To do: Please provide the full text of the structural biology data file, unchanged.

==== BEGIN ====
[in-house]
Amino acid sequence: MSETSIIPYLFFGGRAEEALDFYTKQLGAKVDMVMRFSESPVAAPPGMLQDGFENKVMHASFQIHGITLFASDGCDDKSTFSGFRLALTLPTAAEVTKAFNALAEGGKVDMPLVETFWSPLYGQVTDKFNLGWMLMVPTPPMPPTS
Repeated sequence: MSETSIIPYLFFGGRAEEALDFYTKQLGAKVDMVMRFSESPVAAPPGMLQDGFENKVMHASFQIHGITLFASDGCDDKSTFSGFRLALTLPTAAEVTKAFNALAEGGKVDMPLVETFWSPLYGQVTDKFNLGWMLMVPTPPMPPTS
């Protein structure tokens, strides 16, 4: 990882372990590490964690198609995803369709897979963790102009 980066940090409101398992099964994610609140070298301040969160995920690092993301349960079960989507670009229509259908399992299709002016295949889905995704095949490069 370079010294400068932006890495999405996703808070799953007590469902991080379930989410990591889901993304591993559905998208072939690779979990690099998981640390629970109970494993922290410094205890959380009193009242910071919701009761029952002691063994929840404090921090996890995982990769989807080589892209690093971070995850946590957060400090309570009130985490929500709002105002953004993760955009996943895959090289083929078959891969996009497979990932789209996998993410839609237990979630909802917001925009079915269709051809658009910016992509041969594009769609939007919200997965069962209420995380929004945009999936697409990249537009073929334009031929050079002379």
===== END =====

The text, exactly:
[in-house]
Amino acid sequence: MSETSIIPYLFFGGRAEEALDFYTKQLGAKVDMVMRFSESPVAAPPGMLQDGFENKVMHASFQIHGITLFASDGCDDKSTFSGFRLALTLPTAAEVTKAFNALAEGGKVDMPLVETFWSPLYGQVTDKFNLGWMLMVPTPPMPPTS
Repeated sequence: MSETSIIPYLFFGGRAEEALDFYTKQLGAKVDMVMRFSESPVAAPPGMLQDGFENKVMHASFQIHGITLFASDGCDDKSTFSGFRLALTLPTAAEVTKAFNALAEGGKVDMPLVETFWSPLYGQVTDKFNLGWMLMVPTPPMPPTS
């Protein structure tokens, strides 16, 4: 990882372990590490964690198609995803369709897979963790102009 980066940090409101398992099964994610609140070298301040969160995920690092993301349960079960989507670009229509259908399992299709002016295949889905995704095949490069 370079010294400068932006890495999405996703808070799953007590469902991080379930989410990591889901993304591993559905998208072939690779979990690099998981640390629970109970494993922290410094205890959380009193009242910071919701009761029952002691063994929840404090921090996890995982990769989807080589892209690093971070995850946590957060400090309570009130985490929500709002105002953004993760955009996943895959090289083929078959891969996009497979990932789209996998993410839609237990979630909802917001925009079915269709051809658009910016992509041969594009769609939007919200997965069962209420995380929004945009999936697409990249537009073929334009031929050079002379």